Oxford University Press Pakistan’s Managing Director, Ms. Ameena Saiyid, has nearly single-handedly turned the country’s publishing and literary scenes on their head. Ghausia Rashid Salam writes about Ms. Saiyid’s journey and why being a woman in a man’s world has made all the difference.
By Ghausia Rashid Salam
The publishing industry in Pakistan isn’t known for being risqué or taking chances, and though the country hosts a number of cultural events, including Pakistan Fashion Week, they typically require much planning, otherwise they are doomed to fail, as was the planned film festival in 2009 that never happened. So when the Oxford University Press Pakistan (OUPP) successfully established the country’s very first literature festival, it just went to prove how culturally diverse the country is. And it was only fitting that its founder and OUPP’s Managing Director was a woman, considering Pakistan mostly makes international news for Violence Against Women (VAW) or tribal militancy.
Like most professional women working in a “man’s world”, Ameena Saiyid is no ordinary woman. Under her leadership, the publishing house has flourished. OUPP has established a name for itself not just through publishing, but also through various educational and literary programs.
Ms. Saiyid describes her initial experiences in a commemorative book published on OUPP’s 60th anniversary. She began her career at OUPP as General Manager a week before the death of Pakistan’s longest military ruler General Zia-ul-Haq which would, in ordinary circumstances, be difficult enough, but Ameena also had to contend with major opposition from colleagues and employees who felt a woman could simply never be qualified for a position of authority. It was unfortunate enough to join the publishing industry in Pakistan during a politically eventful era and to be confronted with a very old-fashioned mentality, which may’ve been out of place pre-Zia, was an unexpected hurdle. It had to have taken dogged persistence in the face of gender discriminatory opposition, receiving advice on how her home would not be blessed as a working mother, and knowing bets were being placed on how long she’d last, by people who may now be choking on their words – thirty-three years later, she’s still here.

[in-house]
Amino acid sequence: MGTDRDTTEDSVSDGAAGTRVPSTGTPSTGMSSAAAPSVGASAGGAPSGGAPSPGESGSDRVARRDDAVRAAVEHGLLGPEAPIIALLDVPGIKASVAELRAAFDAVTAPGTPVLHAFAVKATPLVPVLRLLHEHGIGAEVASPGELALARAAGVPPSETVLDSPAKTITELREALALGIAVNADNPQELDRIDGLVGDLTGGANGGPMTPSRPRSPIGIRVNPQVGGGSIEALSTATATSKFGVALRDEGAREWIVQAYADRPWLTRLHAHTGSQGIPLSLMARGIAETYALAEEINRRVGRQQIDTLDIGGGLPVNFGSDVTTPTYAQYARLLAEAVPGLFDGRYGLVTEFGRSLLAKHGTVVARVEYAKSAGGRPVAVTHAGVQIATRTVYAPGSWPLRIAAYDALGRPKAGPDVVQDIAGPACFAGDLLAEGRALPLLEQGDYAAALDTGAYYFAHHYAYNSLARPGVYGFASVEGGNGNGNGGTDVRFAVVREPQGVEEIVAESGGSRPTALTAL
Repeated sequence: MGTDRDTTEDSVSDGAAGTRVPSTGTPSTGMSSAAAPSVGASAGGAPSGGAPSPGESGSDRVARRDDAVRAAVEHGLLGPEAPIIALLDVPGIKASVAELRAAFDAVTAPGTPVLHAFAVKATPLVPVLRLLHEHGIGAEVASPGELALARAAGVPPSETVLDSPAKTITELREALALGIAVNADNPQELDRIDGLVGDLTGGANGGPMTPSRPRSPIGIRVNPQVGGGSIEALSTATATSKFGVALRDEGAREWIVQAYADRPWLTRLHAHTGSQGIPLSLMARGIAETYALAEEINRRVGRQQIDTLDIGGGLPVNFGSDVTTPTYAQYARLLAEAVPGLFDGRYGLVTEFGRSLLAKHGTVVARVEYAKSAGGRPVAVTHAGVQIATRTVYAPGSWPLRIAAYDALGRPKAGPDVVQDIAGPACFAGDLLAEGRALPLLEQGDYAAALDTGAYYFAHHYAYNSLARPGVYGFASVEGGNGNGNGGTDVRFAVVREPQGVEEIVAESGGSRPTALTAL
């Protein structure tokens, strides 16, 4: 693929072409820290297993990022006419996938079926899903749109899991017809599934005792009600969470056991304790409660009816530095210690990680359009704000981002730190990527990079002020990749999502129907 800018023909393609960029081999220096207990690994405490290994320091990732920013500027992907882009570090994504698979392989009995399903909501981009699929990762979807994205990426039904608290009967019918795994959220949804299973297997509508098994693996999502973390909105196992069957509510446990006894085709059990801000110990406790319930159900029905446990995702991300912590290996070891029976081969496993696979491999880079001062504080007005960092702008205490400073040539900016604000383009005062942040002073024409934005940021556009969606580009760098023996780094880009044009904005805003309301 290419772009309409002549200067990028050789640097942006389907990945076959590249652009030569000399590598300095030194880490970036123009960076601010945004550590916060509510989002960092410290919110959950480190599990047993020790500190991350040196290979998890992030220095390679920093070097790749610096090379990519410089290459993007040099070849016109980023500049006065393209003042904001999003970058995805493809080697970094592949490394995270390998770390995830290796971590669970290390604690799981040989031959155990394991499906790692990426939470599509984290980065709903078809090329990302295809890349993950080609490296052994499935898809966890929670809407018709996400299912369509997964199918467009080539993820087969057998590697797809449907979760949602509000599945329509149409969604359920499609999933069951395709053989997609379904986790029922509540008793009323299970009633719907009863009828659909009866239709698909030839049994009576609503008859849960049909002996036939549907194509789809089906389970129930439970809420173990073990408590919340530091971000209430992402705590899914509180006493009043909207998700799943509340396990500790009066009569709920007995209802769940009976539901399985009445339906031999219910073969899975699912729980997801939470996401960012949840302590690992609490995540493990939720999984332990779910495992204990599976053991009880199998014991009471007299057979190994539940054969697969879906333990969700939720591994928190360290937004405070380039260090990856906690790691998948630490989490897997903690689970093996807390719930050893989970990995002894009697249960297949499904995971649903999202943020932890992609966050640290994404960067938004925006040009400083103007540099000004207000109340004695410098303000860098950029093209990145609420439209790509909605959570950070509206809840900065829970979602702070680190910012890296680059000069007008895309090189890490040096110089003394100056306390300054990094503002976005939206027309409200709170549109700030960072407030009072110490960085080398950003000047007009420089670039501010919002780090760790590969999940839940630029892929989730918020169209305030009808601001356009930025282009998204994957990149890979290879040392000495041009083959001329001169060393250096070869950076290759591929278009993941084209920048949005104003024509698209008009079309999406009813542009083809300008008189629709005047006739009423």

As I sit across from Ms. Saiyid’s graceful eloquence, I struggle to suppress the urge to let out an embarrassing squeak of excitement. She speaks quietly, but with the confidence of someone who knows exactly who they are. My first question is something I’ve been wondering ever since I found out about the OUPP Museum and Archives: what purpose does it serve?
The museum, Ameena explains, was launched on November 6, 2012 on the OUPP’s 60th anniversary “to recognize our work in 60 years. It is a good way to celebrate.” And there is much to celebrate, apparent from the museum’s artifacts and the stories waiting to be discovered in OUPP’s history. OUPP, like the publishing industry at large, has always been a revolving door for talented individuals, some of whom are no longer in this world, and most people who aren’t industry insiders have no knowledge of the triumphs, blunders, and achievements of one of the oldest publishing houses in Pakistan. “In a way, we wanted to preserve our heritage, the work that we’ve done; to collect all the memories of those who have worked with OUPP,” she said, speaking of OUPP’s pioneers.
But beyond serving as a repository for the publishing house’s history the museum provides a historical record of publishing throughout the world as well which, given all that’s happened in the industry globally, and the antiquity of writing and communication in general, would be hard to condense. OUPP has done it all in one exhibit. Still, some aspects slipped through the cracks, the most important of which is censorship, especially considering Pakistan’s political struggles and otherwise volatility, though perhaps it was exactly that characteristic that led to the omittance of censorship. The key motivation behind each exhibit seems to be making content and history accessible. “The best way to learn,” Ms. Saiyid explains, “is through case study.” Using OUPP as an example, the museum takes visitors on a trip down history, beginning from the discovery of paper, to initial forms of communication and eventually the evolution of publishing.